Mammogram Guidelines

Breast Care Center with staff memberThe following information is courtesy of Mayo Clinic, supplemented by Breast Care Center guidelines.

Question: Mammogram guidelines seem to differ about when to begin mammograms — at age 40 or at age 50. When should I start getting mammograms and how often should I have one?

Answer from Sandhya Pruthi, MD: You’re right that there are varying mammogram guidelines from different organizations about when to begin mammograms. Here’s a brief summary.

The American Cancer Society mammogram guidelines call for yearly mammogram screening beginning at age 40 for women at average risk of breast cancer. The Breast Care Center recommendations align with those of the ACS, and annual screening mammography is recommended.

Differing mammogram guidelines

In 2009, the U.S. Preventive Services Task Force (USPSTF) — a group of health experts that reviews published research and makes recommendations about preventive health care — issued revised mammogram guidelines. Those guidelines include the following:

  • Screening mammograms should be done every two years beginning at age 50 for women at average risk of breast cancer.
  • Screening mammograms before age 50 should not be done routinely and should be based on a woman’s values regarding the risks and benefits of mammography.
  • Doctors should not teach women to do breast self-exams.
  • There is insufficient evidence that mammogram screening is effective for women age 75 and older, so specific recommendations for this age group were not included.

These guidelines differ from those of the American Cancer Society (ACS). The ACS mammogram guidelines call for yearly mammogram screening beginning at age 40 for women at average risk of breast cancer. Meantime, the ACS says the breast self-exam is optional in breast cancer screening.

According to the USPSTF, women who have screening mammograms die of breast cancer less frequently than do women who don’t get mammograms. However, the USPSTF says the benefits of screening mammograms don’t outweigh the harms for women ages 40 to 49. Potential harms may include false-positive results that lead to unneeded breast biopsies and accompanying anxiety and distress.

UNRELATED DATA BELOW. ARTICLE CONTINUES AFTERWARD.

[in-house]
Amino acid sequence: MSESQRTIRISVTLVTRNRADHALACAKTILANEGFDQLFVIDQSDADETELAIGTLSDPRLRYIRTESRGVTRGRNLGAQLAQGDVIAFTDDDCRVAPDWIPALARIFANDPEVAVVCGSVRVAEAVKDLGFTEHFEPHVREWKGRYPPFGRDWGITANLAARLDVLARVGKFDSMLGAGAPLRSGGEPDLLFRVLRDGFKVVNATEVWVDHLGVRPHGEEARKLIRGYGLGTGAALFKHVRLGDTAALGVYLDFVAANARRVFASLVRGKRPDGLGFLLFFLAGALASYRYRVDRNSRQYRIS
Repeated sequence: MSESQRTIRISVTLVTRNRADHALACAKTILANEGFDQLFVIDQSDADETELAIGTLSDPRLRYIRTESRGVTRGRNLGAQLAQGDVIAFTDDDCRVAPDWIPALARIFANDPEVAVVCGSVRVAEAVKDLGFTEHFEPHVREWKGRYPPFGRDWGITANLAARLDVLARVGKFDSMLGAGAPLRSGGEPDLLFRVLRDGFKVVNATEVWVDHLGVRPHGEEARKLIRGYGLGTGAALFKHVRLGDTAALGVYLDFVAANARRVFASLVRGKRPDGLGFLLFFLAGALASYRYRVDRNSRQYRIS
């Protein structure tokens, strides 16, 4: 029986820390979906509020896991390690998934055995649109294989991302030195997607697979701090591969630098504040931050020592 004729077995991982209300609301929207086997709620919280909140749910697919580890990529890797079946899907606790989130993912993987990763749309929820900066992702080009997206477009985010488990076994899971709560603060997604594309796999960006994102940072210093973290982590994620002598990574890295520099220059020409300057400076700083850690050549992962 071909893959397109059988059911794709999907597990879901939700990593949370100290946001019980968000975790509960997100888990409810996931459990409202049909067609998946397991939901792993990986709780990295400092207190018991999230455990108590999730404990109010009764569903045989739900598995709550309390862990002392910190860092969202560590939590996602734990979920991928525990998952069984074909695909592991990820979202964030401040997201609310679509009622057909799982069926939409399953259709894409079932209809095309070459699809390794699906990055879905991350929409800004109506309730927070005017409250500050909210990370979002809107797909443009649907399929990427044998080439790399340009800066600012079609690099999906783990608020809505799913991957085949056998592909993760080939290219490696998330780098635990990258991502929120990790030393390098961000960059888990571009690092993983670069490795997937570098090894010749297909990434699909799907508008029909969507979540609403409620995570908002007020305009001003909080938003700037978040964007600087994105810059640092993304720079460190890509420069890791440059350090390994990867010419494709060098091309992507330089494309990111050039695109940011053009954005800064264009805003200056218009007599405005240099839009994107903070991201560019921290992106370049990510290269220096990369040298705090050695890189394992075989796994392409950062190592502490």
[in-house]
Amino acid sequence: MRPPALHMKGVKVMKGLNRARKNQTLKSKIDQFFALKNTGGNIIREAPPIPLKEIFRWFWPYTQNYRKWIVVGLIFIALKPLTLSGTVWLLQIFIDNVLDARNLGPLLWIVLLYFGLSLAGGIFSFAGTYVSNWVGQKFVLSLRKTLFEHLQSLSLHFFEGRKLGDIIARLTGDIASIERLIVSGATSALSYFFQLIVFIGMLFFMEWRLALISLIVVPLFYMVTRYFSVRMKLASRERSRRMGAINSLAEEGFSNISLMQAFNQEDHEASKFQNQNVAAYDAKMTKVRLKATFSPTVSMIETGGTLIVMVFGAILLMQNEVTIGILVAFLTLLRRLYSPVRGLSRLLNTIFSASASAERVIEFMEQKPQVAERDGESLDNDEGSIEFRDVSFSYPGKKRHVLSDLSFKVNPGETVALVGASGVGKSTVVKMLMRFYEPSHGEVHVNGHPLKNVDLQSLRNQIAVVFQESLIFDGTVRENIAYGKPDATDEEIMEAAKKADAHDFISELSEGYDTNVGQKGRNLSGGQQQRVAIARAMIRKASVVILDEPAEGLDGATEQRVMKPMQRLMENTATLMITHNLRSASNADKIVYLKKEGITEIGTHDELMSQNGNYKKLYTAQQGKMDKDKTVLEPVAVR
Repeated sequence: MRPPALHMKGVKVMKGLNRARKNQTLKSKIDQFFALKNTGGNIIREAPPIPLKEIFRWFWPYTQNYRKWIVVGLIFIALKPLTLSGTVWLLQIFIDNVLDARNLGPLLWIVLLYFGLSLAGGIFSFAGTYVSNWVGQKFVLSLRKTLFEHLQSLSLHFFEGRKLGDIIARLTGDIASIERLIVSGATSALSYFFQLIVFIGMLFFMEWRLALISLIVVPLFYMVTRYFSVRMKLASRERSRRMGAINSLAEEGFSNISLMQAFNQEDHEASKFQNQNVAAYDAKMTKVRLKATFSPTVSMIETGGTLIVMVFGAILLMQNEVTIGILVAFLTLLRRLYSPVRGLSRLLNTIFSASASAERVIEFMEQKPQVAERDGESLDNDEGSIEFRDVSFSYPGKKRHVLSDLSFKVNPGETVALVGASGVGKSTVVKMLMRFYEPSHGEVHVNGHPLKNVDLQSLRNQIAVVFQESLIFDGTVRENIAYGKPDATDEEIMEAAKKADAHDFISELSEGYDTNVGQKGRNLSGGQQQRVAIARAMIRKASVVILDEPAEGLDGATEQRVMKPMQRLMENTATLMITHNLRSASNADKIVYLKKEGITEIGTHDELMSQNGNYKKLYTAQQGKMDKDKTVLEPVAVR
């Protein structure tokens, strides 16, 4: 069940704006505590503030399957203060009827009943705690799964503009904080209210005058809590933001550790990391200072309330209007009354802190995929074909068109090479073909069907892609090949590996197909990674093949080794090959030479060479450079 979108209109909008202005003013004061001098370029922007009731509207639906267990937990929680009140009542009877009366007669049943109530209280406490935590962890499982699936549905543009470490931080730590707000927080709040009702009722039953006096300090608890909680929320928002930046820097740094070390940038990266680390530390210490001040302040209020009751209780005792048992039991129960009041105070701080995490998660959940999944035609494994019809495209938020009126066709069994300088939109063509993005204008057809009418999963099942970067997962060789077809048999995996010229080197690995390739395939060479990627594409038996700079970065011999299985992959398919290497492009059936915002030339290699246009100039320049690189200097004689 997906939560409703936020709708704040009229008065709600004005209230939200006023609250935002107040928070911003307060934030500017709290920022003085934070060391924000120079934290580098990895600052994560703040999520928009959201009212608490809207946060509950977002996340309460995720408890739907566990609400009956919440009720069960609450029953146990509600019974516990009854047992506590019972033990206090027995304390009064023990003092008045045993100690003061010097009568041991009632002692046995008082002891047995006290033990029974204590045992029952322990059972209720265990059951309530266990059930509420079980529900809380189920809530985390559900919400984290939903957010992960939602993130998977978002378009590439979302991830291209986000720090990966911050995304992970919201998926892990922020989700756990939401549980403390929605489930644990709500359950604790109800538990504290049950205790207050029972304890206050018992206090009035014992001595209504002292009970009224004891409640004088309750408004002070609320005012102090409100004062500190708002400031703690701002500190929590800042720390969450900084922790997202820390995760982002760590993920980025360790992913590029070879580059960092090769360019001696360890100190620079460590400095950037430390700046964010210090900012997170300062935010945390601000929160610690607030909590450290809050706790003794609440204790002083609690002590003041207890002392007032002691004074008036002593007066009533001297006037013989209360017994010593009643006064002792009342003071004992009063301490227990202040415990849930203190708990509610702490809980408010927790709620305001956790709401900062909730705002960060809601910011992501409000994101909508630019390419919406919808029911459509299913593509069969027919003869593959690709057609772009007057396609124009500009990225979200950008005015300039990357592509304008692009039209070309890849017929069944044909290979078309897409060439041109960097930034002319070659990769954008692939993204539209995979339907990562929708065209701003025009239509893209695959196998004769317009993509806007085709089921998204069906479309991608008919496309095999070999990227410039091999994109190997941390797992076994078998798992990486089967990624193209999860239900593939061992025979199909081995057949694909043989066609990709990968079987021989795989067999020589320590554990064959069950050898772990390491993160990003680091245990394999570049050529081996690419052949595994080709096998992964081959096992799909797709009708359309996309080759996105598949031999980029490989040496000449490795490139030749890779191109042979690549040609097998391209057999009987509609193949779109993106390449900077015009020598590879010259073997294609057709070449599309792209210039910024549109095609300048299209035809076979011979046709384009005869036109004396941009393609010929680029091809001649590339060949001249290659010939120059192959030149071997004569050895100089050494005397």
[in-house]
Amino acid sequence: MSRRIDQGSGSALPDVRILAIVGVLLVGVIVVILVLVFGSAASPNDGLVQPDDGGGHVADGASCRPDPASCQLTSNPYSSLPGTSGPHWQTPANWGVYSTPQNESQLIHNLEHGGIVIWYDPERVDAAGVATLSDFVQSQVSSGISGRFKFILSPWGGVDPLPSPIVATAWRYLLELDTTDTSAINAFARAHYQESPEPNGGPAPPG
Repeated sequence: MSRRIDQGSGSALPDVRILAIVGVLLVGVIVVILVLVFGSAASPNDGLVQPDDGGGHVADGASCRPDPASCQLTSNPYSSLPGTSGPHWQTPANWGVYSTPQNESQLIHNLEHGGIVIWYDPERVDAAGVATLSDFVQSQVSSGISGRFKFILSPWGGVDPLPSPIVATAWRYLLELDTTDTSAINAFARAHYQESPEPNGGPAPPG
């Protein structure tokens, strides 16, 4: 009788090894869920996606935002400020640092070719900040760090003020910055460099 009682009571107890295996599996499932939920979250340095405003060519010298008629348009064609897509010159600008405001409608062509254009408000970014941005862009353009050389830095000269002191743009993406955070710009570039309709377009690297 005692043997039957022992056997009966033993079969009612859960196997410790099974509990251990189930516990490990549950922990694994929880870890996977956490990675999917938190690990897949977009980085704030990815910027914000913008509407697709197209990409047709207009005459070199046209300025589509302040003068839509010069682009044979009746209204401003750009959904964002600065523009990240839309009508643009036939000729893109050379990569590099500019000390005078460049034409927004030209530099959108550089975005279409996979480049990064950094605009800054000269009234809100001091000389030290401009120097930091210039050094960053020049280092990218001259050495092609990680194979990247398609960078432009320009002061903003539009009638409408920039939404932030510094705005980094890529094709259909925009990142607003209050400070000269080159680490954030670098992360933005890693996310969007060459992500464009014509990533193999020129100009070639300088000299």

What Mayo Clinic recommends
At Mayo Clinic, the current practice is to continue to recommend an annual screening mammogram beginning at the age of 40, which aligns with the ACS recommendation.
At Mayo Clinic, a three-tiered approach is used:

  • Breast health awareness, which includes a woman becoming familiar with her breasts in order to identify breast abnormalities or changes, and to inform her doctor of any changes that may need further evaluation
  • Clinical breast exam performed by a health care provider and recommended annually beginning at age 40
  • Screening mammography beginning at age 40

Screening mammograms can detect breast abnormalities early in women in their 40s. Findings from a large study in Sweden of more than 1 million women in their 40s who received screening mammograms showed a decrease in breast cancer deaths by 29 percent. And it’s important to remember that most women who get breast cancer have no family history or other known risk factors for the disease.

Screening mammography is not a perfect exam. But it is the best available tool to detect cancer early, which can lead to better options and possibly less aggressive treatments.

If you’re concerned about screening mammograms, talk to your doctor and learn what’s right for you based on your individual risks. It’s important that the two of you work together to develop a screening plan.